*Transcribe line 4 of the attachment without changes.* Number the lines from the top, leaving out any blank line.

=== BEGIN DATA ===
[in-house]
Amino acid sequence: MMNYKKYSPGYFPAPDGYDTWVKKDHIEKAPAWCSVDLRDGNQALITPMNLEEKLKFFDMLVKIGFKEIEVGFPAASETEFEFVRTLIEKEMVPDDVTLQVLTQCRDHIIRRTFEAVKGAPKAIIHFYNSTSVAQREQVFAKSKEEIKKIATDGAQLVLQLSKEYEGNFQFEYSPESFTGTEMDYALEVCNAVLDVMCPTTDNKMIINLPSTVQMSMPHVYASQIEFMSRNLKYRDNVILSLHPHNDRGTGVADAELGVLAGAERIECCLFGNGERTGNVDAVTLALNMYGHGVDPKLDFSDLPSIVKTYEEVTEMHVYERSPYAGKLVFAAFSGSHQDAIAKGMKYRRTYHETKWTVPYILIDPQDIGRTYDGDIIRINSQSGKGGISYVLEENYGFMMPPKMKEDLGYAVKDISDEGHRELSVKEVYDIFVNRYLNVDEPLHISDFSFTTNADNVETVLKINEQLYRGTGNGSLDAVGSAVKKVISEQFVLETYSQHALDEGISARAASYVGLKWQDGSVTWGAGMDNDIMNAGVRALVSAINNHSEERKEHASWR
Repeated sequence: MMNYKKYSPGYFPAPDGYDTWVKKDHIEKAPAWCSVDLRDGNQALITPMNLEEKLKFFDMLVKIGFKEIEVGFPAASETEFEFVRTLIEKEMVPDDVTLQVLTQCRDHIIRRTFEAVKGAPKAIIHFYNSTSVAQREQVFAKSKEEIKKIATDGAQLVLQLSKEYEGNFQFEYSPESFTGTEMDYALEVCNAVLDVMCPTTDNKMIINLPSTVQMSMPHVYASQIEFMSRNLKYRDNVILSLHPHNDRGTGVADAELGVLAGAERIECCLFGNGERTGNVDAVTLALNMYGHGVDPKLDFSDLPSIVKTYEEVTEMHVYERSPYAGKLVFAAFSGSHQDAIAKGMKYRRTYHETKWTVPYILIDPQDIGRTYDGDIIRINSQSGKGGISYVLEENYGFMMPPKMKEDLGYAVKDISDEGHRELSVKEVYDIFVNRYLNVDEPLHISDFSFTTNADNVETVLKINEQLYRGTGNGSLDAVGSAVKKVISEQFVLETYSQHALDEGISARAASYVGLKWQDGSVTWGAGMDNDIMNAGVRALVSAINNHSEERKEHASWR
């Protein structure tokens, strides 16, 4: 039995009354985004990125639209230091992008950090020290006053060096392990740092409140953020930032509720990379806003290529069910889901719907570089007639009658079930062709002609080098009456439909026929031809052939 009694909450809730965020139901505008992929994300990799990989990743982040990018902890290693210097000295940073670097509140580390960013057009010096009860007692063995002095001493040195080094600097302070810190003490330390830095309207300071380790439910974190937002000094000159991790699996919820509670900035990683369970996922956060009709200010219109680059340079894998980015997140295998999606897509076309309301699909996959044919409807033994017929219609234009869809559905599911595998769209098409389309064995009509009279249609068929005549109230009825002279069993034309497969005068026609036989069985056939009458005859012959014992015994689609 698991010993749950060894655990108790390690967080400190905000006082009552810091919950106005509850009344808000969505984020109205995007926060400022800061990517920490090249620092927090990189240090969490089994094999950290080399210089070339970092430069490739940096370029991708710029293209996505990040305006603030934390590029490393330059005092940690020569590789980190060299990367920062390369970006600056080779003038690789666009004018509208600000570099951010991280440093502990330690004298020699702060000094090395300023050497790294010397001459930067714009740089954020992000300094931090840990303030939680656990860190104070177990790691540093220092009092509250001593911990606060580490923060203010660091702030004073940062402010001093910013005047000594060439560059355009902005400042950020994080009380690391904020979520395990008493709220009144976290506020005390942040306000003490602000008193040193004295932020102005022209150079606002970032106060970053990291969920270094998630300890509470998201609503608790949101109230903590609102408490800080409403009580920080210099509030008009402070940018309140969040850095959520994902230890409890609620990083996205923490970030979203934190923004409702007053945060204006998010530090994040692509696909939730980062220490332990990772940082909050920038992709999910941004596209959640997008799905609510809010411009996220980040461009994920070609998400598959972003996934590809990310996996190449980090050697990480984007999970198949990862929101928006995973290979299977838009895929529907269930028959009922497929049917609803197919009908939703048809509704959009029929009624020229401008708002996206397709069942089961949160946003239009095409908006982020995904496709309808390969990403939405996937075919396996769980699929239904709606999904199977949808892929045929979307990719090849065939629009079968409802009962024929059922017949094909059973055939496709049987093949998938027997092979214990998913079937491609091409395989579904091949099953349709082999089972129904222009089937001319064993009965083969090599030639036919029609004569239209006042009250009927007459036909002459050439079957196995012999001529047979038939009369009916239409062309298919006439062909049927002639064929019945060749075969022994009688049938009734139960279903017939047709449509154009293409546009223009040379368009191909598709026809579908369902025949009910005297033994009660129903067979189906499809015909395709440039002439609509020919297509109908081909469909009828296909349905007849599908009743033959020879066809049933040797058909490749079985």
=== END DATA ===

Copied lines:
């Protein structure tokens, strides 16, 4: 039995009354985004990125639209230091992008950090020290006053060096392990740092409140953020930032509720990379806003290529069910889901719907570089007639009658079930062709002609080098009456439909026929031809052939 009694909450809730965020139901505008992929994300990799990989990743982040990018902890290693210097000295940073670097509140580390960013057009010096009860007692063995002095001493040195080094600097302070810190003490330390830095309207300071380790439910974190937002000094000159991790699996919820509670900035990683369970996922956060009709200010219109680059340079894998980015997140295998999606897509076309309301699909996959044919409807033994017929219609234009869809559905599911595998769209098409389309064995009509009279249609068929005549109230009825002279069993034309497969005068026609036989069985056939009458005859012959014992015994689609 698991010993749950060894655990108790390690967080400190905000006082009552810091919950106005509850009344808000969505984020109205995007926060400022800061990517920490090249620092927090990189240090969490089994094999950290080399210089070339970092430069490739940096370029991708710029293209996505990040305006603030934390590029490393330059005092940690020569590789980190060299990367920062390369970006600056080779003038690789666009004018509208600000570099951010991280440093502990330690004298020699702060000094090395300023050497790294010397001459930067714009740089954020992000300094931090840990303030939680656990860190104070177990790691540093220092009092509250001593911990606060580490923060203010660091702030004073940062402010001093910013005047000594060439560059355009902005400042950020994080009380690391904020979520395990008493709220009144976290506020005390942040306000003490602000008193040193004295932020102005022209150079606002970032106060970053990291969920270094998630300890509470998201609503608790949101109230903590609102408490800080409403009580920080210099509030008009402070940018309140969040850095959520994902230890409890609620990083996205923490970030979203934190923004409702007053945060204006998010530090994040692509696909939730980062220490332990990772940082909050920038992709999910941004596209959640997008799905609510809010411009996220980040461009994920070609998400598959972003996934590809990310996996190449980090050697990480984007999970198949990862929101928006995973290979299977838009895929529907269930028959009922497929049917609803197919009908939703048809509704959009029929009624020229401008708002996206397709069942089961949160946003239009095409908006982020995904496709309808390969990403939405996937075919396996769980699929239904709606999904199977949808892929045929979307990719090849065939629009079968409802009962024929059922017949094909059973055939496709049987093949998938027997092979214990998913079937491609091409395989579904091949099953349709082999089972129904222009089937001319064993009965083969090599030639036919029609004569239209006042009250009927007459036909002459050439079957196995012999001529047979038939009369009916239409062309298919006439062909049927002639064929019945060749075969022994009688049938009734139960279903017939047709449509154009293409546009223009040379368009191909598709026809579908369902025949009910005297033994009660129903067979189906499809015909395709440039002439609509020919297509109908081909469909009828296909349905007849599908009743033959020879066809049933040797058909490749079985």